Electronic health records (EHR) are common among healthcare facilities in 2019. With increased access to a large amount of patient data, healthcare providers are now focused on optimizing the efficiency and quality of their organizations use of data mining.
Since the 1990s, businesses have used data mining for things like credit scoring and fraud detection. Today, healthcare organizations are seeking similar benefits from data mining and predictive analytics.
In healthcare, data mining has proven effective in areas such as predictive medicine, customer relationship management, detection of fraud and abuse, management of healthcare and measuring the effectiveness of certain treatments.
The purpose of data mining, whether it’s being used in healthcare or business, is to identify useful and understandable patterns by analyzing large sets of data. These data patterns help predict industry or information trends, and then determine what to do about them.
In the healthcare industry specifically, data mining can be used to decrease costs by increasing efficiencies, improve patient quality of life, and perhaps most importantly, save the lives of more patients.
Proven Applications of Data Mining
Data mining has been used in many industries to improve customer experience and satisfaction, and increase product safety and usability. In healthcare, data mining has proven effective in areas such as predictive medicine, customer relationship management, detection of fraud and abuse, management of healthcare and measuring the effectiveness of certain treatments.
Here is a short breakdown of two of these applications:
- Measuring Treatment Effectiveness – This application of data mining involves comparing and contrasting symptoms, causes and courses of treatment to find the most effective course of action for a certain illness or condition. For example, patient groups who are treated with different drug regimens can be compared to determine which treatment plans work best and save the most money. Furthermore, the continued use of this application could help standardize a method of treatment for specific diseases, thus making the diagnosis and treatment process quicker and easier.
- Detecting Fraud and Abuse – This involves establishing normal patterns, then identifying unusual patterns of medical claims by clinics, physicians, labs, or others. This application can also be used to identify inappropriate referrals or prescriptions and insurance fraud and fraudulent medical claims. The Texas Medicaid Fraud and Abuse Detection System is a good example of a business using data mining to detect fraud. In 1998, the organization recovered $2.2 million in stolen funds and identified 1,400 suspects for investigation. To recognize its success, the Texas system received a national award for its innovative use of technology.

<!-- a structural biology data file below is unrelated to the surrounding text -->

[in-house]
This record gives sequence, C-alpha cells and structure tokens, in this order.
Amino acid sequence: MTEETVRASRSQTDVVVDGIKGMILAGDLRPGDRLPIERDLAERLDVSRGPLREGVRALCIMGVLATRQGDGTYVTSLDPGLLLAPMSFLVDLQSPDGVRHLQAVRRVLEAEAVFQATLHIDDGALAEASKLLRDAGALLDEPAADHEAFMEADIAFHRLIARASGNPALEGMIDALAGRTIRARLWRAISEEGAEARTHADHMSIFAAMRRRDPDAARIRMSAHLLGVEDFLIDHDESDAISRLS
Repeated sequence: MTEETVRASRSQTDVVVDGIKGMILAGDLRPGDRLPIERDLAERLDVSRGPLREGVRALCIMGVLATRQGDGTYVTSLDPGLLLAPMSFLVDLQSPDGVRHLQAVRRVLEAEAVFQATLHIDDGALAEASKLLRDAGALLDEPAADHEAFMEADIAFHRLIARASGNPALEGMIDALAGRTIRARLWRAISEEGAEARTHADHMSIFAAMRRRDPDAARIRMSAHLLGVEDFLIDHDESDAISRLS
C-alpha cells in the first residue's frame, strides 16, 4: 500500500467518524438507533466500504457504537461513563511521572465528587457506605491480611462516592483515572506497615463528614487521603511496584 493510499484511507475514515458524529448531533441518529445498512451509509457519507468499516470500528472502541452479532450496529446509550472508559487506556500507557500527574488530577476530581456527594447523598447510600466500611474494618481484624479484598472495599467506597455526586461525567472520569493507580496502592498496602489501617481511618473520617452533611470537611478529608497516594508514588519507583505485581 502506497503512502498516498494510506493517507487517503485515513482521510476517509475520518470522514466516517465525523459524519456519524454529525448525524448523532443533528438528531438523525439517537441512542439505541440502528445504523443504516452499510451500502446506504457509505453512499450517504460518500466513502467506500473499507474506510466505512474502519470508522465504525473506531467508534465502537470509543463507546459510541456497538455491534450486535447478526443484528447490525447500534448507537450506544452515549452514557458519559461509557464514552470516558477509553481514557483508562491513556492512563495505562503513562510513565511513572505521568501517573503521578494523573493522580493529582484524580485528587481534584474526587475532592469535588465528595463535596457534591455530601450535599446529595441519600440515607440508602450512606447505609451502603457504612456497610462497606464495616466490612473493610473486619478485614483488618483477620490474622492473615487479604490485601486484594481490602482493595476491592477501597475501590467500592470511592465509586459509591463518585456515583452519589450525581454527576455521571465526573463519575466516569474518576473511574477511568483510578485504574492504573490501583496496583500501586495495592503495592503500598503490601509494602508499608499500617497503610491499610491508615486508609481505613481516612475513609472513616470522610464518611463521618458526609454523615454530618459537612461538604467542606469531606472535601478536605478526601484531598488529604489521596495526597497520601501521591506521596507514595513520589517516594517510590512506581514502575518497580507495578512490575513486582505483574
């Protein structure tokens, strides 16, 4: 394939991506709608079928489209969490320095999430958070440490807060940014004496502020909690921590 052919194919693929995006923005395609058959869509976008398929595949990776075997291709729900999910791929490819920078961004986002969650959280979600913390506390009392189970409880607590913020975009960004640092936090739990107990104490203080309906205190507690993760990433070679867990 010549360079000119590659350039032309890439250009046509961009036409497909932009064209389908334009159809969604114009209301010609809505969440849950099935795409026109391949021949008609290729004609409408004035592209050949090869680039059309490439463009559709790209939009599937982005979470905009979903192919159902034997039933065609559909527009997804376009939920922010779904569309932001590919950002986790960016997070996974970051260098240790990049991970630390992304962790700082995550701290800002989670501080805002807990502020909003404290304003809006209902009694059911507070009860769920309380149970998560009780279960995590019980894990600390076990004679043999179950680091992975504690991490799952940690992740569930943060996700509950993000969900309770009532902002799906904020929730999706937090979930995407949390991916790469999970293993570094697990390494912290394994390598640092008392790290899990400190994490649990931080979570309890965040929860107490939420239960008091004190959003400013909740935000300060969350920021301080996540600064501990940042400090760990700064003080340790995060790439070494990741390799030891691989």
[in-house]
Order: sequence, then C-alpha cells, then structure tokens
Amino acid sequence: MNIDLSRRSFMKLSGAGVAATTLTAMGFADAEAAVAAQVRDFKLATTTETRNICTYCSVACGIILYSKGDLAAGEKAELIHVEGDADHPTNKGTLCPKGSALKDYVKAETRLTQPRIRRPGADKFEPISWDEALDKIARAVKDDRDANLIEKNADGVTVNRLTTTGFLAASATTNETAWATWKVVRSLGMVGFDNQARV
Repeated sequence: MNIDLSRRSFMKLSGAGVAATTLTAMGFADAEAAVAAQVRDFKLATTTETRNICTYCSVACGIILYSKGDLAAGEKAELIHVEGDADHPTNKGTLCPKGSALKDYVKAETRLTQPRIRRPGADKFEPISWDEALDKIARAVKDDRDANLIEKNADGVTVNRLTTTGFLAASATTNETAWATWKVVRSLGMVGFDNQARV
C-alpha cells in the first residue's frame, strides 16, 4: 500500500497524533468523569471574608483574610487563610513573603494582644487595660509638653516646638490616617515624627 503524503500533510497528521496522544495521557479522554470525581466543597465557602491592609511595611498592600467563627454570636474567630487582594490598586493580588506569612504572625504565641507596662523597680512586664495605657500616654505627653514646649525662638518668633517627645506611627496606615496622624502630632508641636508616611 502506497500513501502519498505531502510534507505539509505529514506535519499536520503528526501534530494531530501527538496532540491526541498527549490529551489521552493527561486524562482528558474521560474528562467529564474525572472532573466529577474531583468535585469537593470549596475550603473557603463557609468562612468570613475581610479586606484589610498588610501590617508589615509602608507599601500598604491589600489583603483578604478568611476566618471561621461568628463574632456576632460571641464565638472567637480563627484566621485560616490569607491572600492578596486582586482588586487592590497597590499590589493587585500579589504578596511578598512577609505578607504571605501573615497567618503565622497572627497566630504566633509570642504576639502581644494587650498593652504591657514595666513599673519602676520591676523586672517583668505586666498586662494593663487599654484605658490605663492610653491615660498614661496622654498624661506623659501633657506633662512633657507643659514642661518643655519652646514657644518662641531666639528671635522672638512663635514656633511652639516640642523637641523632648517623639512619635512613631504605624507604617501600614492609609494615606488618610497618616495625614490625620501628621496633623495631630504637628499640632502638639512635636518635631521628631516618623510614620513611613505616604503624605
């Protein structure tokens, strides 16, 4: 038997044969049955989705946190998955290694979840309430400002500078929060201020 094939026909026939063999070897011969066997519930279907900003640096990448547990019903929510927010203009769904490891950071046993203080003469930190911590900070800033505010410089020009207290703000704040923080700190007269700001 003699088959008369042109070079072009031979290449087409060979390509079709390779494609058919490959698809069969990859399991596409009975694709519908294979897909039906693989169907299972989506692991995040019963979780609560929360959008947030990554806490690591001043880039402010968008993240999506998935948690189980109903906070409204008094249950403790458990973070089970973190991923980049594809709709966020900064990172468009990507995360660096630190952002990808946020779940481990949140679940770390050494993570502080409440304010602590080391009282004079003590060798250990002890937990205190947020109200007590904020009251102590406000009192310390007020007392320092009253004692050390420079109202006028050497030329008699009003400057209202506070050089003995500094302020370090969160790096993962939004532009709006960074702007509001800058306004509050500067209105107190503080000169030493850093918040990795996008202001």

Data Mining and its Effect on Privacy
Data mining is proving beneficial for healthcare, but it has also come with a few privacy concerns. Massive amounts of patient data being shared during the data mining process increases patient concerns that their personal information could fall into the wrong hands. However, experts argue that this is a risk worth taking.
“There will be criminals. There will be people who are bad actors. At some point, something is going to get out,” Thomas Graf, chief medical officer at Geisinger Health System told The Washington Post in a 2014 article. “It’s not an irrational fear. At the same time, people die driving every year and we still choose to drive cars, or most of us do. It’s a risk every person has to decide where they fall on the line.”
Others have suggested letting patients choose whether their information can be used for data mining purposes and then providing a tax break benefit to encourage patients to get involved.
“The goal in healthcare is not to protect privacy, the goal is to save lives,” David Castro, Director of the Center for Data Innovation told The Washington Post.
The Future of Data Mining
The shift from written to electronic health records has played a huge part in the push to use patient data to improve areas of the healthcare industry. The adoption of electronic health records have allowed healthcare professionals to distribute the knowledge across all sectors of healthcare, which in turn, helps reduce medical errors and improve patient care and satisfaction.
Data mining is also projected to help cut costs. If the U.S. healthcare industry continues to use big data to drive efficiency and quality, the value could be significant. According to research from McKinsey and Company, system wide data analytics efforts could cut overall healthcare costs by 12-17%.
According to spending data reported by the Centers for Medicare and Medicaid Services, the United States national healthcare expenditure reached $3.5 trillion in 2017. Applying a 12-17% savings to that number, the estimated cost reduction from system wide data analytics efforts could reach between $420 billion and $595 billion.
The future of healthcare may well depend on using data mining to decrease healthcare costs, identify treatment plans and best practices, measure effectiveness, detect fraudulent insurance and medical claims, and ultimately, improve the standard of patient care.